In 1987, the “womanizing” issue was cynically used to tear down the candidate and turn politics further to the right, the same way the Hart “boom” was used in 1984 against Mondale, who was perceived by major sections of big business as a liberal too closely identified with the trade union bureaucracy.
Hart has gone on to show his political colors and his special concern with “Islamic extremist terrorism,” co-chairing the Hart-Rudman Task Force on Homeland Security (charged by Clinton’s Secretary of Defense William Cohen in 1998 with providing “a comprehensive review of US national security requirements in the 21st century”) and serving on the Homeland Security Advisory Council under Barack Obama, two thoroughly anti-democratic and repressive undertakings.
It should be noted that Lee Atwater, a political operative in the employ of the late George H.W. Bush during the 1988 election cycle, is rumored to have helped engineer the destruction of the Hart campaign. Furthermore, Reitman, who paints Rice in glowing terms in the movie, ignores the fact that she had connections with international arms merchant and Iran-contra conspirator Adnan Khashoggi (the uncle of Jamal Khashoggi, the journalist recently murdered by the Saudi regime).
The remarkably swift and efficient manner in which Hart’s campaign blew up indicated how little support he had in a population that did not rouse itself to come to his defense.
Reitman does little justice to these more complex issues. The film is a largely missed opportunity to explore what has become of American political life in the past 30 years.
Widows, the latest film by British director Steve McQueen (Hunger, Shame and 12 Years a Slave ), is a very poor work. Starring Viola Davis, Liam Neeson and Colin Farrell, the badly constructed heist movie set in Chicago promotes the notion that women, under the tutelage of a black leader, are better able to carry out a multimillion-dollar robbery than their male counterparts. (“The best thing we have going for us is being who we are. . .because no one thinks we have the balls to pull this off.”)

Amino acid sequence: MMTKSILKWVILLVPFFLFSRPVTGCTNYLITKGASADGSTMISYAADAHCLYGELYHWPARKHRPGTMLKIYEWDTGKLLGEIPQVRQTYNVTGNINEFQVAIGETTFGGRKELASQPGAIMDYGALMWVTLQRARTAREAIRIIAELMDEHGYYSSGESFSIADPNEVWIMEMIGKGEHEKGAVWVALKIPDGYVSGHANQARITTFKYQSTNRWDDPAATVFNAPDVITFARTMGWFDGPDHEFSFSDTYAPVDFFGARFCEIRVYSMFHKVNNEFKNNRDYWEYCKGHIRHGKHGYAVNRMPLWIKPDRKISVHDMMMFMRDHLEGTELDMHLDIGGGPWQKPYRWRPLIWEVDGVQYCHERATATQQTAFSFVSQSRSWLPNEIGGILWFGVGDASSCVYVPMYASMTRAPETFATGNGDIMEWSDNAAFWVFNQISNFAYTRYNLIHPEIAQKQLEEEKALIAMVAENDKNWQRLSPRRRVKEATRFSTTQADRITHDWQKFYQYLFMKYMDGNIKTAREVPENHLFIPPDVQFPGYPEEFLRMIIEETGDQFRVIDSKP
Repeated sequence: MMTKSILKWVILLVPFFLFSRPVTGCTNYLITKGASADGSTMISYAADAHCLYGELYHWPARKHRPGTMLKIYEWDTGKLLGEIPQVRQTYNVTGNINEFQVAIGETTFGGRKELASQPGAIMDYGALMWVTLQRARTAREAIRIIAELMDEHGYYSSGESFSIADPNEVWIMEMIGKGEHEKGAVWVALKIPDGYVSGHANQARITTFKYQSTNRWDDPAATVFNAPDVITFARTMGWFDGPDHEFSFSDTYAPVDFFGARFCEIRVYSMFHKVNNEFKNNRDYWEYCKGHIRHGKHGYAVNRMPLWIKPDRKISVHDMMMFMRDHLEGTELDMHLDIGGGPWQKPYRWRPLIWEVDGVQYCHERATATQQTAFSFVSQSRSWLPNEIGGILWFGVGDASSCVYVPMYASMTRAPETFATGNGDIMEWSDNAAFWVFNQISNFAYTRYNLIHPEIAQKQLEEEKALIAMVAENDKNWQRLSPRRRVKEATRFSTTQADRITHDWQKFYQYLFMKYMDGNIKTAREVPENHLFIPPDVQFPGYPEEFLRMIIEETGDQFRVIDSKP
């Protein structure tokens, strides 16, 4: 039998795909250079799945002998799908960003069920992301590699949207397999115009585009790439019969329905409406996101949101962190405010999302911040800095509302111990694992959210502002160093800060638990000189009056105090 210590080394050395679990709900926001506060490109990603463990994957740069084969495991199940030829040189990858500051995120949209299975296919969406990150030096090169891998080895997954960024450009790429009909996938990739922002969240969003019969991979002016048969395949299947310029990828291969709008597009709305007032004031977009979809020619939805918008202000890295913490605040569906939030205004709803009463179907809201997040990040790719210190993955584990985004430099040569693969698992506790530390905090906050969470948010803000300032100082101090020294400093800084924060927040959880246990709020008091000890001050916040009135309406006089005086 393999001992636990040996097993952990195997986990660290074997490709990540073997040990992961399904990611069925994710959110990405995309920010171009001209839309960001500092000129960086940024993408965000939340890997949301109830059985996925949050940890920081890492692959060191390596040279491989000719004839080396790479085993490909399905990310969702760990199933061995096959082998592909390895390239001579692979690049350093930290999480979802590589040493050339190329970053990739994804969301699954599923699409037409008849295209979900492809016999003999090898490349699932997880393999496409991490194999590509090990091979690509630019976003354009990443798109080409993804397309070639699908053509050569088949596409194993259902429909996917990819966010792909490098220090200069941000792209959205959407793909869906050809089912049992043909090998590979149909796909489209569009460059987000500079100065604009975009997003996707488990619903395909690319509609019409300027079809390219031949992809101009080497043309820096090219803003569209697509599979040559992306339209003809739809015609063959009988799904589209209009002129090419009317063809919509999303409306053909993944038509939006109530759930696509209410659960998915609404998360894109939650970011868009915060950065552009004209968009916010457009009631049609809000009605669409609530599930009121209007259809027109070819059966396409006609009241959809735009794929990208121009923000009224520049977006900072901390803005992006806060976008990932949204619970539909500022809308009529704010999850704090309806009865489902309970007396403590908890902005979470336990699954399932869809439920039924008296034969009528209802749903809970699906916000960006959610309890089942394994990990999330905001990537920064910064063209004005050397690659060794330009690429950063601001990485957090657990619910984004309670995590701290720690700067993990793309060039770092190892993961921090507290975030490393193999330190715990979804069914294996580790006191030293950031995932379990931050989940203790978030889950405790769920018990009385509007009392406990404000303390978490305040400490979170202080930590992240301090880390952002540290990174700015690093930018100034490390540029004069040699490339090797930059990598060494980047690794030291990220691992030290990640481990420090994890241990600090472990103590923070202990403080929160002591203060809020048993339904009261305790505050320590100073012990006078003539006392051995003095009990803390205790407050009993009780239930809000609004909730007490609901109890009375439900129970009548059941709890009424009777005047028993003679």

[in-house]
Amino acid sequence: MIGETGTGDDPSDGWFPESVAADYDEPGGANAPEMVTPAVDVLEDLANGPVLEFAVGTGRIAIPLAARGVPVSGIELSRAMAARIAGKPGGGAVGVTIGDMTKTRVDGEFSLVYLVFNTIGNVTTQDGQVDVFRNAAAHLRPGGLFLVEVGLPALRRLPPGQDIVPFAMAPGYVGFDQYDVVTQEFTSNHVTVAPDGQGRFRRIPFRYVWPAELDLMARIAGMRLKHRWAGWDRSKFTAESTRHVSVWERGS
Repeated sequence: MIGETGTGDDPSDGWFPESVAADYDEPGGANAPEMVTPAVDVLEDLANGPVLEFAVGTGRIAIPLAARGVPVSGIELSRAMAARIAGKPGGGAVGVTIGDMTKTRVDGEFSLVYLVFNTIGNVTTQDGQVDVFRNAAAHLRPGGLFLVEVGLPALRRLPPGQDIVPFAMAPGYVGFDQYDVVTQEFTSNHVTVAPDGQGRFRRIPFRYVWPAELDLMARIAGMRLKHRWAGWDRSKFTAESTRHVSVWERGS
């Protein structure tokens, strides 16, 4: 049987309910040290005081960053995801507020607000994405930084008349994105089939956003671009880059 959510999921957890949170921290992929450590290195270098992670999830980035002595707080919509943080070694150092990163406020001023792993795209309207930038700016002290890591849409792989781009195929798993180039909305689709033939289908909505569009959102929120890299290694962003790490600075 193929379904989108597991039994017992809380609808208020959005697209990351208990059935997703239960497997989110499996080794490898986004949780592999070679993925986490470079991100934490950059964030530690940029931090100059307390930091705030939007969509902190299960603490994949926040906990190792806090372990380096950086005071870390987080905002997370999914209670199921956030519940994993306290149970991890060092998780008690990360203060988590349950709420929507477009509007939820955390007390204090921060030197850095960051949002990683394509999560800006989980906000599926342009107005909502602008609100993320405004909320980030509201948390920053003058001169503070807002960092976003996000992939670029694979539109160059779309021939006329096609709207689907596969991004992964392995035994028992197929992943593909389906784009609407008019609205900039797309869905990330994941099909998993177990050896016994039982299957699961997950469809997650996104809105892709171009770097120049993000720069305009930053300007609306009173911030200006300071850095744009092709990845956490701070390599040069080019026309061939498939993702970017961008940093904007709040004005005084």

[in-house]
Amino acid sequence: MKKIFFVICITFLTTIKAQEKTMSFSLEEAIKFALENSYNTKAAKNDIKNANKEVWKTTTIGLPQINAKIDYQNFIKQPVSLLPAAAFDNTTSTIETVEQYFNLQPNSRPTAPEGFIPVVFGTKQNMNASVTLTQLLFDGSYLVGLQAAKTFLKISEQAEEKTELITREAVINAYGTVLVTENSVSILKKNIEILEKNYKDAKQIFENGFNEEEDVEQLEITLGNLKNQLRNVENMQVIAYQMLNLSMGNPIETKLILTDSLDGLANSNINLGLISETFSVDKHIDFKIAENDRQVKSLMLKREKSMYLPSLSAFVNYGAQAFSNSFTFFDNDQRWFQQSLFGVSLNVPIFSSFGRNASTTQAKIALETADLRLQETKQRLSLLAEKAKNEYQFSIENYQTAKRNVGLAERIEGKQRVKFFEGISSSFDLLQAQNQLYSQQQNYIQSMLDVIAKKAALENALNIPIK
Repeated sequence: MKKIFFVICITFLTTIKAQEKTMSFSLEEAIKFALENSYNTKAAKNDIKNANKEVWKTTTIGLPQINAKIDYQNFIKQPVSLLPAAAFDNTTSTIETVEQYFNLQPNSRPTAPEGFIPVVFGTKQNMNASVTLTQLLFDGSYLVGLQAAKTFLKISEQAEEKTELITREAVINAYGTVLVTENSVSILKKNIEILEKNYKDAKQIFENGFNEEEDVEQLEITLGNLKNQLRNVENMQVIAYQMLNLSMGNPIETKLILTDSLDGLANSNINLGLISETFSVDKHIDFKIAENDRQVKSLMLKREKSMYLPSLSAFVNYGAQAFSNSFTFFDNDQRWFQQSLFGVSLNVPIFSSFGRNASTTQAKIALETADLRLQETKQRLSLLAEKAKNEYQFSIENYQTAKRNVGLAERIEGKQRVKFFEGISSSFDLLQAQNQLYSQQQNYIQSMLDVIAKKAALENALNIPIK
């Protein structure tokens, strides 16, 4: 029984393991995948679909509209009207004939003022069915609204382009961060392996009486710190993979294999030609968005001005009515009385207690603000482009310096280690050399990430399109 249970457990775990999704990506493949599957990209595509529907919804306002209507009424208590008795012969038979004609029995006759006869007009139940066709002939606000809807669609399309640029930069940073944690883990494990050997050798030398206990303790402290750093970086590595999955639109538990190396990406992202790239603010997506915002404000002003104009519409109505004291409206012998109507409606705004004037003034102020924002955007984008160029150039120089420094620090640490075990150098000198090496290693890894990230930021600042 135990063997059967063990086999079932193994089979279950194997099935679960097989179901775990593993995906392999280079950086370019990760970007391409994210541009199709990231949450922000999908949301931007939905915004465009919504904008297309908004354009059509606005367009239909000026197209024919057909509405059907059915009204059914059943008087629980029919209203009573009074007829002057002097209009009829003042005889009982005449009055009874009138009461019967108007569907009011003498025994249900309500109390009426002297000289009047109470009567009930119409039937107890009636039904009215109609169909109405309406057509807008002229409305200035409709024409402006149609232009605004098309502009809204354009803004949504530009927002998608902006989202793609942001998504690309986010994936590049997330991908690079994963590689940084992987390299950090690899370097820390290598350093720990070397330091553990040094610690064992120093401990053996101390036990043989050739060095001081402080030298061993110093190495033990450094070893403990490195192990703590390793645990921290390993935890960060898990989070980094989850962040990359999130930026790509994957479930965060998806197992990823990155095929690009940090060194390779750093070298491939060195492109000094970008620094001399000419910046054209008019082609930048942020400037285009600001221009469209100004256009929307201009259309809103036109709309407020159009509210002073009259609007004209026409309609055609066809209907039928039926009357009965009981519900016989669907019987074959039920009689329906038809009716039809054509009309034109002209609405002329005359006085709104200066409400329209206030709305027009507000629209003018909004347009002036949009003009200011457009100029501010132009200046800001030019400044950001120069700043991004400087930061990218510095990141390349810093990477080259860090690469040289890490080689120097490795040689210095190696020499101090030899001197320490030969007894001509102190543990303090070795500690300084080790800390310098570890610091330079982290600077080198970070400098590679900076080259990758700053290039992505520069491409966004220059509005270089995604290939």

While their hoodlum husbands, led by Neeson, all get themselves killed, or so it seems, Davis and her team not only succeed, but bloodily vanquish evil politicians and local gangsters, and live happily ever after, despite a few corpses. McQueen unintentionally adds a nice touch by making the Davis character a Chicago teachers’ union delegate, no doubt unaware of, or not caring about, the very real connection between criminality and the union bureaucracy!
McQueen co-wrote the movie with Gillian Flynn, based upon the 1983 ITV series of the same name. To be avoided.
Bohemian Rhapsody, a biographical film about the British rock band Queen and its lead singer Freddie Mercury, is directed by Bryan Singer and written by Anthony McCarten.
Rami Malek (Mr. Robot) ably and aptly brings Mercury to life, supernumerary incisors and all. Born Farrokh Bulsara of Indian-British and Parsi descent, Mercury wrote some of the band’s most notable hits, including “Bohemian Rhapsody,” “Killer Queen,” “Somebody to Love,” “Don’t Stop Me Now,” “Crazy Little Thing Called Love” and “We Are the Champions.”
The movie is essentially an extended music video, culminating in the band’s rousing performance at the “Live Aid” Concert in 1985, with some biographical details about Mercury, who died of AIDS in 1991.
Singer David Bowie, who performed at the Freddie Mercury Tribute Concert and recorded the song “Under Pressure” with Queen, praised Mercury’s performance style, saying: “Of all the more theatrical rock performers, Freddie took it further than the rest…he took it over the edge. And of course, I always admired a man who wears tights. I only saw him in concert once and as they say, he was definitely a man who could hold an audience in the palm of his hand.” Echoing these sentiments, Queen guitarist Brian May wrote that Mercury could make “the last person at the back of the furthest stand in a stadium feel that he was connected.”
For better or worse, Bohemian Rhapsody is the highest-grossing musical biographical film of all time.